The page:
The Inca civilization of South America, unlike the Mayan, was still at its height when conquistadors arrived. One of the conquistadors, Cieza de Leon (1518–1560), followed trails from the coast of Peru into the foothills of the Andes and learned from natives about the ruins of a once great city high in the mountains. He presumed that it was an old Inca settlement like those the Spanish found elsewhere in what is now Peru. In 1549, heading inland from Lake Titicaca, which separates Peru from the land-locked nation of Bolivia, de Leon found the remains of the fabled city of Tiahuanaco, which were far greater than he had expected.
The site of the ancient city features large artificial mounds and massive, carved stones, including an enormous entrance called the Gateway of the Sun. Carved from a single block of stone weighing 10 tons, the Gateway features intricate decorations, including a god-figure often identified as Viracocha, who figured prominently in the mythology of the region.
A terraced monument called Akapana, measuring 650 by 600 feet and rising 50 feet high, has a pyramidal shape that levels off to form a high platform. Within that platform are sunken courtyards. Seen throughout Tiahuanaco are skillful examples of masonry and the brilliant use of metals, including copper clamps that hold massive blocks of stones together.
The Gateway of the Sun stands on the northwest corner of a platform temple called Kalasasaya, which is adjacent to a semi-underground temple; the temples form part of an astronomical observatory. Some standing stones placed on the site weigh up to 100 tons. Among other remarkable feats, the residents of Tiahuanaco devised a drainage and sewer system. At 12,500 feet of elevation, Tiahuanaco was the highest city of the ancient world.
As soon as Cieza de Leon reported the remarkable discovery, Tiahuanaco became one of the world's great mysteries, for the local Aymara Indians insisted that the ruins were there long before the great Inca civilization came to the area and conquered it around 1450. Christian missionaries followed Cieza de Leon to the ruins, and these men of learning soon doubted whether the Aymara people could ever have been capable of the craftsmanship and engineering such massive structures required. Legends began to be spread by the missionaries that the structures had been erected in the distant past by giants.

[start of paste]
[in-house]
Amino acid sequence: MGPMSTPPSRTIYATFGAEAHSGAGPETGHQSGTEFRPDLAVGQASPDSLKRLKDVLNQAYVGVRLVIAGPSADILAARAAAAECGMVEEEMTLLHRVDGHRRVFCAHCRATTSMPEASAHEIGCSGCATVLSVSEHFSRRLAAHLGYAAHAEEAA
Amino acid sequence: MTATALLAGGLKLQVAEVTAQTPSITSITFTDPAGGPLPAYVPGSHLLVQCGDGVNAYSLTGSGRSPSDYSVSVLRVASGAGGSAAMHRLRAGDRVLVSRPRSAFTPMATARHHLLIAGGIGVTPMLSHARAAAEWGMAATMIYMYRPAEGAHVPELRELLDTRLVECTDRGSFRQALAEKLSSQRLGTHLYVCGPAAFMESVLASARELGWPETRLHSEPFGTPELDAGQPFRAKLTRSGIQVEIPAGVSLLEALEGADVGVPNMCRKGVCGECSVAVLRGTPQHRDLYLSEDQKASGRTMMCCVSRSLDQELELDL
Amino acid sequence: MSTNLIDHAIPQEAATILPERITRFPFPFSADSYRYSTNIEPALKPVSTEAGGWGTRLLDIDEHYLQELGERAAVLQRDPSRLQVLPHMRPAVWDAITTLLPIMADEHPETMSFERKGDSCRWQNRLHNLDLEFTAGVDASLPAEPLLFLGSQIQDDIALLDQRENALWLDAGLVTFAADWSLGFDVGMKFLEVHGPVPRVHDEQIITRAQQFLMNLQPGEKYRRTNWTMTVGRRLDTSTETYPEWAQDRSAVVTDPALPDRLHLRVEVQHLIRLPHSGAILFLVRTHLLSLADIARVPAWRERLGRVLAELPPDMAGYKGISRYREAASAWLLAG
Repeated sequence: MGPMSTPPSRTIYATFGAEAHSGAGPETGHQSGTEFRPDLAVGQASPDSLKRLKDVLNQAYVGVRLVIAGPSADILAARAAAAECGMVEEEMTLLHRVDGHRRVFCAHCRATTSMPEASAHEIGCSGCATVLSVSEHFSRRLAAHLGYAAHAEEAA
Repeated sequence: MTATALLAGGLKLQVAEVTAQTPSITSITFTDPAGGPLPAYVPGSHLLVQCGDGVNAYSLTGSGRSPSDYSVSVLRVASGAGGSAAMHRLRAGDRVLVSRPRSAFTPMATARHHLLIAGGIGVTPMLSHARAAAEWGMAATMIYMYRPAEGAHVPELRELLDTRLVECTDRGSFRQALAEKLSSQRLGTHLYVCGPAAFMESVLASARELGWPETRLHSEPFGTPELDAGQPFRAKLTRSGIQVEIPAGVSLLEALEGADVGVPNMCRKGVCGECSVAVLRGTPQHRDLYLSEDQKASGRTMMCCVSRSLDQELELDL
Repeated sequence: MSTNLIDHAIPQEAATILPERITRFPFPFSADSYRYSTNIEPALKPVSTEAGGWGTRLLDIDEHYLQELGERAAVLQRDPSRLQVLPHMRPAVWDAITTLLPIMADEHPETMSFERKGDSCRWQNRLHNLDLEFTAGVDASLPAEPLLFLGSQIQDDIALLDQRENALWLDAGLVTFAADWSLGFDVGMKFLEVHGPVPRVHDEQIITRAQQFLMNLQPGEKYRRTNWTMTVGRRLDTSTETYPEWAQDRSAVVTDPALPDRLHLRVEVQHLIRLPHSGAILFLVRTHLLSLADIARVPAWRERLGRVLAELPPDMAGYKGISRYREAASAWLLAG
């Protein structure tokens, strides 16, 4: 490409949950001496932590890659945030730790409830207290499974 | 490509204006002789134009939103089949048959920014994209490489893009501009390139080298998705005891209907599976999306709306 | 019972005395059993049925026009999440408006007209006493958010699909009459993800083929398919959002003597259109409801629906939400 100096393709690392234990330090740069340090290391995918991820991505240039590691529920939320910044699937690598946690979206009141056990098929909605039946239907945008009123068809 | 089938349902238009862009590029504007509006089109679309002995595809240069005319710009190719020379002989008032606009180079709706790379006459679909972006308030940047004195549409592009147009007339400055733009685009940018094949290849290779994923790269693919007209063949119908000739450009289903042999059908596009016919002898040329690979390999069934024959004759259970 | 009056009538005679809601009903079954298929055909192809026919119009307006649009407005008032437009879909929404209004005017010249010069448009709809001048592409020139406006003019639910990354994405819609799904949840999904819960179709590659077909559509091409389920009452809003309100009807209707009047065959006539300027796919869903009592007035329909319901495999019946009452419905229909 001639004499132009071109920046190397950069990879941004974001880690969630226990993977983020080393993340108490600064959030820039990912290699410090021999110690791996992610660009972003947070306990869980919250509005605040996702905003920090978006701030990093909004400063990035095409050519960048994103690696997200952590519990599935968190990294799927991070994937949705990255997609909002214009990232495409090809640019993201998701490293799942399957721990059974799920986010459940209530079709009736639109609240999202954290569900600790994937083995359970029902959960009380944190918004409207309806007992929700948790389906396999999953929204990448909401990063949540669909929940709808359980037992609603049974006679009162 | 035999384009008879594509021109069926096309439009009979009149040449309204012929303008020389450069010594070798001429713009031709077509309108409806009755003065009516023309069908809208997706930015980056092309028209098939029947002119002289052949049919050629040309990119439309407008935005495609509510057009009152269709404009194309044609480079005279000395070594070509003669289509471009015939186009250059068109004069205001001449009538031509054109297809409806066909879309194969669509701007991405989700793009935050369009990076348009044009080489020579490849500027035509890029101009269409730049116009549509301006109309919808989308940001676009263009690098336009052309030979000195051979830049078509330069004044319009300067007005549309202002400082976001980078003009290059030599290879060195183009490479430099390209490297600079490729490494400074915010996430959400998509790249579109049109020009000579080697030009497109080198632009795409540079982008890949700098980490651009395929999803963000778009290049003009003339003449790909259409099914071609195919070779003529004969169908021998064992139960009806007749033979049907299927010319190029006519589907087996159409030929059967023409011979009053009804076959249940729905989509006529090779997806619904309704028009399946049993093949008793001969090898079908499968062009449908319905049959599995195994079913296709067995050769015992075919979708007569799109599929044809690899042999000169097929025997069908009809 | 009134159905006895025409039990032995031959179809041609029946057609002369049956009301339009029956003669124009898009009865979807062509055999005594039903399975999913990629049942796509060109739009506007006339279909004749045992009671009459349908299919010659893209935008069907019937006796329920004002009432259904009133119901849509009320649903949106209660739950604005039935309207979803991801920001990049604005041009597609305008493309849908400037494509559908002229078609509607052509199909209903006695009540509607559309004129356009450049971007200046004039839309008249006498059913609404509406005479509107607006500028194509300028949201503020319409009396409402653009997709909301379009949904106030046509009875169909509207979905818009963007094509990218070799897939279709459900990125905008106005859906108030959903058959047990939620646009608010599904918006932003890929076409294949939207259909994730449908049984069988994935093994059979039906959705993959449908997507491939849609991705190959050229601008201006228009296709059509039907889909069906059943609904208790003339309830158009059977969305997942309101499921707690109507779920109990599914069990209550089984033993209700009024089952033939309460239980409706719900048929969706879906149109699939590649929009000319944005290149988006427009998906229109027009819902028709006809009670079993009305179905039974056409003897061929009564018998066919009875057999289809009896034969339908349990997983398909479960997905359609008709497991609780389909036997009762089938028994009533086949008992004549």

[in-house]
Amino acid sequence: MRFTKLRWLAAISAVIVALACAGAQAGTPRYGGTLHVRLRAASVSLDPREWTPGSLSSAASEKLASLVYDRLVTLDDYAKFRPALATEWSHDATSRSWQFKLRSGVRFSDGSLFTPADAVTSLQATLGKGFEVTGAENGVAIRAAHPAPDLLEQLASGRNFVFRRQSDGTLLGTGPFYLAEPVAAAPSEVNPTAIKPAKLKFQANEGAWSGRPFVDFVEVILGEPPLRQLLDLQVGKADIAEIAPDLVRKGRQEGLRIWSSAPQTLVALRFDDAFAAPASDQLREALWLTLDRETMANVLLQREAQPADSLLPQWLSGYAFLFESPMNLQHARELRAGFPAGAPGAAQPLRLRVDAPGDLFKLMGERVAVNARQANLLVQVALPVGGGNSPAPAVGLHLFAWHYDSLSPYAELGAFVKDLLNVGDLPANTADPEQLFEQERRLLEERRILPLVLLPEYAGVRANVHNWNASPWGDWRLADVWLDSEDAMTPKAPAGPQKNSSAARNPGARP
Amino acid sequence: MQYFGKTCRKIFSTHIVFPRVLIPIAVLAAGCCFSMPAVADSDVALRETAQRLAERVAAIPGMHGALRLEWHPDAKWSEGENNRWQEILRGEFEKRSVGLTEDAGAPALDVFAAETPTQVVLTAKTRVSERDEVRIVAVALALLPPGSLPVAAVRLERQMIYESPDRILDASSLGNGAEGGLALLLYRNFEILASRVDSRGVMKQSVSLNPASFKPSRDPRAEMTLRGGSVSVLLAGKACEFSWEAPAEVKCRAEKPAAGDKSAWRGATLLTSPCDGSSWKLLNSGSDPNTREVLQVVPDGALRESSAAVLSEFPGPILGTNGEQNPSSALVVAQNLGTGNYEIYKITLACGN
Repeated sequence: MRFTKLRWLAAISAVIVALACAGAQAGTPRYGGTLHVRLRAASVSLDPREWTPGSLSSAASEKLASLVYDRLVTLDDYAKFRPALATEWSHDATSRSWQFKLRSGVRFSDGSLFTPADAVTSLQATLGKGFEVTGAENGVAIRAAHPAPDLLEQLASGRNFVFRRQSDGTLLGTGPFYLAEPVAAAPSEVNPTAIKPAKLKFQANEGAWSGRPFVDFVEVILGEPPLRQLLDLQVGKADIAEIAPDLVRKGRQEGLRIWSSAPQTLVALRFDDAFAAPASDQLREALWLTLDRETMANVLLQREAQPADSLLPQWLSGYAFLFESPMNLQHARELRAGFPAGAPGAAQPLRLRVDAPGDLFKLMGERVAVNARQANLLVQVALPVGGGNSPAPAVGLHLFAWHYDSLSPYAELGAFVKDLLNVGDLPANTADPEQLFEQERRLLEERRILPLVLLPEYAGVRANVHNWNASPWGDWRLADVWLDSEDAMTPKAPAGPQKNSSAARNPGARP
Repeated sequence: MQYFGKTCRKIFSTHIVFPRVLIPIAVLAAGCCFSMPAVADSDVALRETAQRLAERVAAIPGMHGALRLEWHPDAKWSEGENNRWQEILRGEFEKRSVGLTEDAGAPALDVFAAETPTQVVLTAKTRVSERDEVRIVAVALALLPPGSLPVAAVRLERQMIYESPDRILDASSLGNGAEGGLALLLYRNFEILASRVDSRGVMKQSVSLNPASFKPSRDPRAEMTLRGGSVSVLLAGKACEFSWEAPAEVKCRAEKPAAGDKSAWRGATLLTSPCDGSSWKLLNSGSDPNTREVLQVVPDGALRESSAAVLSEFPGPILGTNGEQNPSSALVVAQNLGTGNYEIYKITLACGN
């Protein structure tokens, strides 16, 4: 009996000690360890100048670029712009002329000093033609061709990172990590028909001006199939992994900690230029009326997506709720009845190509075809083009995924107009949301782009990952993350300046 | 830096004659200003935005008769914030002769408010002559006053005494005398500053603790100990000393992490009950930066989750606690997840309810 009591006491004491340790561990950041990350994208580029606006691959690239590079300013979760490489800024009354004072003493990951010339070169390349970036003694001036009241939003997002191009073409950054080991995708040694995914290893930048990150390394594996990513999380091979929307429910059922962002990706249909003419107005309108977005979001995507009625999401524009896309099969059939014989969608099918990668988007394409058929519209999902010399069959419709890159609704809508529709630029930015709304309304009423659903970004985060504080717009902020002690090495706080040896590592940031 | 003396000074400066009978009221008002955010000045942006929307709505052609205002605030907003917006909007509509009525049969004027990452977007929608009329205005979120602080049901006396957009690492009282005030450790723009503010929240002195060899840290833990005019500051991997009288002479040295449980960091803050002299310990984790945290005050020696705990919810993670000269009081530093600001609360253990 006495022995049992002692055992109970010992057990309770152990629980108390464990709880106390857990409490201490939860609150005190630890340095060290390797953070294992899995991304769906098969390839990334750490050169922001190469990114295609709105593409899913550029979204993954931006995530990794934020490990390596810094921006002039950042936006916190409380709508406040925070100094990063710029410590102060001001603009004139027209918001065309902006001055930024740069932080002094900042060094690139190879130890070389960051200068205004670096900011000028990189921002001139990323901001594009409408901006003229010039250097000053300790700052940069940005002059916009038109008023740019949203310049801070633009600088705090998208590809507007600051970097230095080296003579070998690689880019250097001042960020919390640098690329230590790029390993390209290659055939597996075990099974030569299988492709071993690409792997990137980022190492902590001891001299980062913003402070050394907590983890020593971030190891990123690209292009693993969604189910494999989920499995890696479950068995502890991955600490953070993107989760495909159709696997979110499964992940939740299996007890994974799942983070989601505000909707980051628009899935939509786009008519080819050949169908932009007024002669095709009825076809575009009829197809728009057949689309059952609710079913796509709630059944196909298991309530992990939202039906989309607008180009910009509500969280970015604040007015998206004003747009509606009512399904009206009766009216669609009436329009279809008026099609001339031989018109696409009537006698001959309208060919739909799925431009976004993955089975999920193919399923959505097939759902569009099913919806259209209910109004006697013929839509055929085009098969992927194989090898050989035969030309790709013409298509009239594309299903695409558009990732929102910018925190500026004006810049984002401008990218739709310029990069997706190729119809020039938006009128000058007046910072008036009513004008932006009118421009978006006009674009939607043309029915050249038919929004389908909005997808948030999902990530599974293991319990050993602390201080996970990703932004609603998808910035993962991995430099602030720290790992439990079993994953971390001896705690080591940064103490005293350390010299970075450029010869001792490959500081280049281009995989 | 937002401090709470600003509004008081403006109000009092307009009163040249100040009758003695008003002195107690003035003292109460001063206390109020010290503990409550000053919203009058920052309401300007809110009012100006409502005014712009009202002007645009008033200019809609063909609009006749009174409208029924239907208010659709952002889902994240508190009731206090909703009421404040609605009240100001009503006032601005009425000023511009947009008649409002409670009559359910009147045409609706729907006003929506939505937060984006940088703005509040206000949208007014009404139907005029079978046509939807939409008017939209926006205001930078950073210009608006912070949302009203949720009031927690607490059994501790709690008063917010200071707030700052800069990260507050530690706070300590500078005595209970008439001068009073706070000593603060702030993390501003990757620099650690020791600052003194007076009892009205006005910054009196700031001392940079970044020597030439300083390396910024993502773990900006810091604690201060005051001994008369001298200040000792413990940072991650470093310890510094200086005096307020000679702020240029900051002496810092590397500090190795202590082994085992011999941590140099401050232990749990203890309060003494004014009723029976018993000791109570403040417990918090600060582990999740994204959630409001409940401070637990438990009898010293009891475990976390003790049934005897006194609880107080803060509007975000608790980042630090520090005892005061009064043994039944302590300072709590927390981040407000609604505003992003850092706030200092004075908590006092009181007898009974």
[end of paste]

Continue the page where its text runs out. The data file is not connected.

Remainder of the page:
Scientists date the civilization that occupied Tiahuanaco to 300—when a community first began to settle in the area—to 900, when some kind of disruption occurred and Tiahuanaco was abandoned. Those dates match the claim of the Aymara Indians that Tiahuanaco was built and lay in ruins before the Incas came. Other theorists blend scientific finds and local myths, perpetuating the notion that a white race, perhaps Egyptians or Phoenicians, brought civilization to the high plain.
The argument that Tiahuanaco thrived more than 10 thousand years before the dates established by scientific testing was fostered by Arthur Posnansky in his book, Tiahuanaco: The Cradle of American Man (1945). Noting that the platform temple Kalasasaya was used as an astronomical observatory, Posnansky determined that it pointed precisely to solstice alignments in 15,000 b.c.e. Taking into account the very gradual shifting of Earth's axis, Posnansky postulated that arid plain was once below water, part of Lake Titicaca, and that Tiahuanaco was once a major port city. The ancient citizens of Tiahuanaco were members of a superior culture who had introduced a golden age to the area. The founders of Tiahuanaco were taller and had distinctive facial characteristics quite apart from the high-cheekboned visages of today's dwellers of the high plateau.